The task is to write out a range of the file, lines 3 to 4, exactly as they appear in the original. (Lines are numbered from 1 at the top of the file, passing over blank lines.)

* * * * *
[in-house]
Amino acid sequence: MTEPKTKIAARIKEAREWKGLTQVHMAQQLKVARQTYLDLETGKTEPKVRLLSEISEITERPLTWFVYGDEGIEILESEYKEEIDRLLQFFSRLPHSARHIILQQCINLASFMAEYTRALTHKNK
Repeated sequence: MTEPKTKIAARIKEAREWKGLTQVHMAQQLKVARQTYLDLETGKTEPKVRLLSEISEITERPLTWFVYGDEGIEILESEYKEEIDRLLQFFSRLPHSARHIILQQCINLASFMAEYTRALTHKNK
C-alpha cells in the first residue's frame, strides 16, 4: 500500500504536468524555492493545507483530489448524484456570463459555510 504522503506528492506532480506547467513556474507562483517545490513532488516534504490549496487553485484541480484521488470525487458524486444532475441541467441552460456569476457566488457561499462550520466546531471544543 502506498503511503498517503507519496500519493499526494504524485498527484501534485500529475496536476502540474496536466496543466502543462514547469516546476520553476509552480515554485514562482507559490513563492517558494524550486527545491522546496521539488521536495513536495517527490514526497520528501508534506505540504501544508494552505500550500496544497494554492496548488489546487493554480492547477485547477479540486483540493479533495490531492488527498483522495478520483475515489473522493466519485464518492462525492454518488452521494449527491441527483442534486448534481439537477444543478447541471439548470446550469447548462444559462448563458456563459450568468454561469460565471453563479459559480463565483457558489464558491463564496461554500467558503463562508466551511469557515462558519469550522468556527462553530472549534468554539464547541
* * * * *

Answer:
Repeated sequence: MTEPKTKIAARIKEAREWKGLTQVHMAQQLKVARQTYLDLETGKTEPKVRLLSEISEITERPLTWFVYGDEGIEILESEYKEEIDRLLQFFSRLPHSARHIILQQCINLASFMAEYTRALTHKNK
C-alpha cells in the first residue's frame, strides 16, 4: 500500500504536468524555492493545507483530489448524484456570463459555510 504522503506528492506532480506547467513556474507562483517545490513532488516534504490549496487553485484541480484521488470525487458524486444532475441541467441552460456569476457566488457561499462550520466546531471544543 502506498503511503498517503507519496500519493499526494504524485498527484501534485500529475496536476502540474496536466496543466502543462514547469516546476520553476509552480515554485514562482507559490513563492517558494524550486527545491522546496521539488521536495513536495517527490514526497520528501508534506505540504501544508494552505500550500496544497494554492496548488489546487493554480492547477485547477479540486483540493479533495490531492488527498483522495478520483475515489473522493466519485464518492462525492454518488452521494449527491441527483442534486448534481439537477444543478447541471439548470446550469447548462444559462448563458456563459450568468454561469460565471453563479459559480463565483457558489464558491463564496461554500467558503463562508466551511469557515462558519469550522468556527462553530472549534468554539464547541